We Mourn Breonna Taylor

Our diversity column over the years has
tried to highlight the achievements of great
women from many walks of life and many
backgrounds. There has been an understandable
focus on the high achievers, the role models to all
of us. With AAUW‘s focus on equity for women
and girls we have always wanted to speak of those who have
shown exceptional achievement, often in the face of great
adversity or challenge.
This month I am taking a different tack. I’ll be talking
about someone who could be your neighbor, the girl nextdoor. AAUW supports the achievement of women from every
socio- economic and cultural background. Breonna Taylor was
trying to achieve the American dream. Trained as an EMT, she
moved on to be a hospital emergency room technician. Her
dream was to be a nurse. She was living in an apartment with
her sister.
Breonna died during the serving
of a no-knock warrant at her apartment
on March 13 of this year. The warrant was
issued because it was thought that drugs
and or cash, associated with drug dealing,
would be found. No drugs and/or cash
were found. Briefly, after Breonna and
her boyfriend had fallen asleep watching a movie, the warrant
was served. When police broke down her door, her boyfriend
fired a single shot, thinking there was a home invasion in
progress. An officer was hit. Breonna was killed in the officers’
return fire. The complete story can be found in many
newspaper articles and in a Wikipedia article.
I will not fill this column with the full tragic story.
What I want to do is emphasize the fact that people walk
different roads in life. In the commentaries after Breonna
Taylor’s tragic death there were those who wanted to blame
her for having an ex-boyfriend who had been alleged to be
involved in drug trafficking. Though Breonna and her current
boyfriend had no criminal history, no drug involvement people
sought to condemn her because of the alleged behavior of an
ex-boyfriend. Protests irrupted in Louisville, Kentucky when the
full story was learned.
Her current boyfriend carried a gun legally. All charges
against him were dropped though an officer was wounded as
he attempted to defend the couple in the face of what they felt
was a violent home invasion.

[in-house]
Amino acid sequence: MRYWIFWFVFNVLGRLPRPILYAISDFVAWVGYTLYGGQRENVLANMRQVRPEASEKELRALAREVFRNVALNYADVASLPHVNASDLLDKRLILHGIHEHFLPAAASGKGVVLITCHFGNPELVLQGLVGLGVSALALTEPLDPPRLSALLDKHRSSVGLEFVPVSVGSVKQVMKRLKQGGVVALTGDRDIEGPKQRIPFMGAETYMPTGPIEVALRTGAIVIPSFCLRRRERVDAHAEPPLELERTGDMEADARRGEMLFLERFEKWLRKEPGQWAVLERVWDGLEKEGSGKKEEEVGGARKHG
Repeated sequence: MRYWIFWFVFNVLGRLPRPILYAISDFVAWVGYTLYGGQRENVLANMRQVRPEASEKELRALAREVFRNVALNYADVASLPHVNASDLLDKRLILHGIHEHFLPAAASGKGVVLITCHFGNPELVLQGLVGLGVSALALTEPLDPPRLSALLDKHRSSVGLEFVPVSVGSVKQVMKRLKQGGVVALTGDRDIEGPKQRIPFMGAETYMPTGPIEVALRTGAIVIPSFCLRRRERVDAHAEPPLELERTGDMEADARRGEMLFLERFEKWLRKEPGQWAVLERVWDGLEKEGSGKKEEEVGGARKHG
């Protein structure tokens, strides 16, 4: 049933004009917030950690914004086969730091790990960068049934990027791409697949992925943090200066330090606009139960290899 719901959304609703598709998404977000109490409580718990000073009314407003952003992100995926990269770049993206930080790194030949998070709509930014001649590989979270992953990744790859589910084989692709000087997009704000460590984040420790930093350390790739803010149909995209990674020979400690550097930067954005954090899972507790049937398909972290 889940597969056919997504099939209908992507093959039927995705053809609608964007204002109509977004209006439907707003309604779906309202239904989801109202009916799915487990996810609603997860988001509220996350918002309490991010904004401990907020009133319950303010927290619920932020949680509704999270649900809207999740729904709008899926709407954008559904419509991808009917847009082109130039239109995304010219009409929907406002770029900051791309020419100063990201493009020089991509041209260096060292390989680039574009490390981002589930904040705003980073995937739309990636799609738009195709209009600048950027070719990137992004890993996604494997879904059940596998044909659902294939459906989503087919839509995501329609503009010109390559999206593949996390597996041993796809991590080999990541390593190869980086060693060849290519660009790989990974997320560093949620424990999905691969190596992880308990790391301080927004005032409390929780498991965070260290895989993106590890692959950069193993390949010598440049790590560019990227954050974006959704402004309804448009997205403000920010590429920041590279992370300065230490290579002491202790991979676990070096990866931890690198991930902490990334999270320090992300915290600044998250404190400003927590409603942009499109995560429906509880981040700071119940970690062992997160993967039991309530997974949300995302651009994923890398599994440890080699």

The family of Breonna Taylor was awarded 12 million
dollars by the City of Louisville, KY. The city of Louisville agreed
to institute changes to help prevent future deaths of this sort.
Later a grand jury met and protests again erupted when
criminal charges against the officers involved were seen as
falling short of what some in the community thought was just.

The above summary in no way is meant to totally
describe the tragedy of Breonna Taylor’s death. It’s meant
to make us think about the different lives lived by women
who are trying to improve themselves, get on with their life
and succeed. It is meant to help us think about different
challenges women face. Women can be endangered by the
decisions of ex-boyfriends. Some communities are more
likely to be impacted by no knock warrants. Can you
imagine such a warrant being served on your home or the
home of someone you love?
In sum, we mourn Breonna Taylor. We mourn a
world in which women are endangered by the acts of ex-boyfriends, ex-spouses and family members. This story is
meant to help us think through the lives of others. Could
this be our child? Could this be someone we know and care
about? Let us care about Breonna and everyone who is ever
endangered in the way she was: by association. Let us feel
for the pain of her family and the terror Breonna must have
felt in the moments before her death. Let us have empathy
for those like all of us. Let us have empathy for all human
beings.
Fondly submitted for the Diversity Committee, Be safe and well.

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